A Great Year for Many Container Ports
Despite the well-documented upheavals and resultant global economic challenges of 2016, it turned out to be an internationally record-breaking great year for many container ports.
A Great Year for Many Container Ports | Oakland Enjoys Record Year
The Port of Oakland is a perfect case in point, defying economic trends and breaking its 2013 record high by handling the equivalent of 1.83 million, 20-foot shipping containers over the past 12-months. This represents an impressive 7.6% increase over 2015, despite the operators reducing the number of marine terminals from five to four. This streamlining and further efficiency measures have led to much faster turnaround times, with most ships spending less than 24 hours in port.
Global Trade Predicted To Increase
A recent report by Market Research Hub predicted that the international container fleet market should grow by over 3% during the period 2017 to 2021.
This expansion will be driven by the significant progress already made in fleet management techniques, leading to improvements in operational efficiency; including risk reduction, cost control and accurate shipping container tracking. Combine these with the increased manufacturing output of producers like Singapore, Hong Kong and New Zealand, and you have not only a great year for many container ports but a potentially bright future for the shipping container industry.
Reefers Leading The Charge
Refrigerated shipping containers or ‘reefers’ have revolutionised the global trade for perishable goods, tapping vast, new markets and delivering an unprecedented range of products to consumers. In the USA, it’s now common to eat cheese from France, lamb from New Zealand, apples from England and prawns from Vietnam, all thanks to the humble reefer. It also means that we are no longer slaves to the seasons and can eat our favourite fruits and vegetables at virtually any time of year. The invention of the shipping container was truly one of the greatest enablers of globalisation and it continues to make the world a smaller place.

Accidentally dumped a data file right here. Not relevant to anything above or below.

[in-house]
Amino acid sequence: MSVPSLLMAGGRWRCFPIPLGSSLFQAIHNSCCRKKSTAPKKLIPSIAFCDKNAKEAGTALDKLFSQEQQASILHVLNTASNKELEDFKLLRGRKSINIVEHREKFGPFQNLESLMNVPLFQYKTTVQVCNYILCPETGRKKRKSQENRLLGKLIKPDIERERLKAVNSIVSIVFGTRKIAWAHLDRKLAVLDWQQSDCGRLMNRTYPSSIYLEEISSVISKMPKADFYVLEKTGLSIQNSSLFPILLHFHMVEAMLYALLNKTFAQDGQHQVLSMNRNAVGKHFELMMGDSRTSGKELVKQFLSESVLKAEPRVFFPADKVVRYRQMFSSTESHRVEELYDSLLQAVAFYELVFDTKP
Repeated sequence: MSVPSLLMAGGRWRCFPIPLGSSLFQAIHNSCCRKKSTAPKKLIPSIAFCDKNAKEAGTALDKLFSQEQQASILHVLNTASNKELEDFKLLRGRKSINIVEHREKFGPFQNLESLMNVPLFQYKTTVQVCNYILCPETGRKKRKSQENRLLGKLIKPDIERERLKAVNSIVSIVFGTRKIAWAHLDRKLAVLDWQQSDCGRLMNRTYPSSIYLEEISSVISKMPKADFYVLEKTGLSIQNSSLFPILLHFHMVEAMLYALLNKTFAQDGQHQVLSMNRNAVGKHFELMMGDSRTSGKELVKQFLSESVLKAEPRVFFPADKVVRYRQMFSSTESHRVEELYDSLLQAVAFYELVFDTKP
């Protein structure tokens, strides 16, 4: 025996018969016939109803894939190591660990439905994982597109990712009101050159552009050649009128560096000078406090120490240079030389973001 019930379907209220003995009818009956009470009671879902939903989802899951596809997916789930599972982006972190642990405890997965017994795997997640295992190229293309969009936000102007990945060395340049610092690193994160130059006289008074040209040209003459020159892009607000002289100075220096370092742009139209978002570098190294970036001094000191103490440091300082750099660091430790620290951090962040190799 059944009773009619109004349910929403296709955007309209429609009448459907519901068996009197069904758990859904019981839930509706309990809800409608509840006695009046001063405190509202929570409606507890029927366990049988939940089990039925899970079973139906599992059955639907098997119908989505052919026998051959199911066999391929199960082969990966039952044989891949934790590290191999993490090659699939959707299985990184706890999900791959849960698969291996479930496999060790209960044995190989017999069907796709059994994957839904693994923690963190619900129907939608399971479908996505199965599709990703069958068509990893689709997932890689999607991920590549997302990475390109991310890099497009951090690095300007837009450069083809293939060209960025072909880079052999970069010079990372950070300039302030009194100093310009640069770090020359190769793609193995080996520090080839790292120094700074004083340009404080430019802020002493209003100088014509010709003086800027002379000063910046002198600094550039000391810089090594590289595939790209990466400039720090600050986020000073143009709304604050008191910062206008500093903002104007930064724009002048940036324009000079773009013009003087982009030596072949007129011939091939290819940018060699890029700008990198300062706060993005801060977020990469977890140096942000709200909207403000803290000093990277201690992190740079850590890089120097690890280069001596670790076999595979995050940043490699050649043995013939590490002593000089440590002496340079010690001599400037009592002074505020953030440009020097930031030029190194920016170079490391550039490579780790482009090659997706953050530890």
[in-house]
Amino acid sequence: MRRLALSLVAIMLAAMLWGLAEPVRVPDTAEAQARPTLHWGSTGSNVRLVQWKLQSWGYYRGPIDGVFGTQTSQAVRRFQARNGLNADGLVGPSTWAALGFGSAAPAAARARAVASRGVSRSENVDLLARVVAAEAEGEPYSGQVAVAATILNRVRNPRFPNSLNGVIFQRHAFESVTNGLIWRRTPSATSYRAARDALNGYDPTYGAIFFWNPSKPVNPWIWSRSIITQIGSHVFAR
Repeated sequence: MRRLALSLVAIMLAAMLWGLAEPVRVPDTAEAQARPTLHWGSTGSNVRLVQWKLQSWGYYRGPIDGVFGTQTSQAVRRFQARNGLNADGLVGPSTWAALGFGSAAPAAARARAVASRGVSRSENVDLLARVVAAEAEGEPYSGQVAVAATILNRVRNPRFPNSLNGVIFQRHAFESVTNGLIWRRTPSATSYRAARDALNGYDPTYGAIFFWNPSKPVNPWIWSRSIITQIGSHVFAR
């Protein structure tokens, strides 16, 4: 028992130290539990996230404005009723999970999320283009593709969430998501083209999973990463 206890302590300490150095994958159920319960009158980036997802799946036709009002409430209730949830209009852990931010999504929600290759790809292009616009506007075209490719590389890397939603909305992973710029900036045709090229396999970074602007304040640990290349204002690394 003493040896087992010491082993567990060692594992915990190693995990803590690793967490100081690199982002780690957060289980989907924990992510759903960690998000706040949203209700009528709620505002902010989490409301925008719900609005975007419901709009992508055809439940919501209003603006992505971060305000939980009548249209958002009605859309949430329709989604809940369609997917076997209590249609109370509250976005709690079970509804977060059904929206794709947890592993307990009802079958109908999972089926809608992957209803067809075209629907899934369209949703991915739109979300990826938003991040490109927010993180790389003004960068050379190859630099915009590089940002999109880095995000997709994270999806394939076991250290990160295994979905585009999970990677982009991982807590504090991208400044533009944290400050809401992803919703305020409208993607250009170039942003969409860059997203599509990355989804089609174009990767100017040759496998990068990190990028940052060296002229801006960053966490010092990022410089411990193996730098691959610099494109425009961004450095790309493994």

Size Is Everything!
In an effort to achieve economies of scale and thereby improve profitability, shipping companies are commissioning ever larger vessels. Over the past three years, sizes have increased by as much as 30%. During Christmas of 2015 the Benjamin Franklin, built in China but operated by French shipping company CMA CGM, became the largest shipping container vessel ever to dock at an American harbour, when it sailed into the Port of Long Beach.
Almost 400-metres in length, this colossal beast is larger than the Empire State Building, wider than an NFL football pitch, has the load capacity of 235 Olympic swimming pools and can move 18,000 standard shipping containers or TEUs. Yet it still languishes way back in tenth place in the container vessel league! Top spot is currently held by the MV CSCL Globe with a capacity of 19,100 TEUs. Despite its size, this ship can still reach a speed of 22 knots.
Twenty-Foot Equivalent Units
We should explain that cargo capacity is typically measured in TEUs (twenty-foot equivalent units) to make for easy comparison and handling fee calculations. It’s not designed to provide precise statistics and is based on the volume of standard 20-foot (6.1m) intermodal shipping containers, which range in height from the standard 8’6” model up to 9’6” and right down to 4’3”. A standard 20-foot shipping container offers approximately 1,360 cubic feet of load space.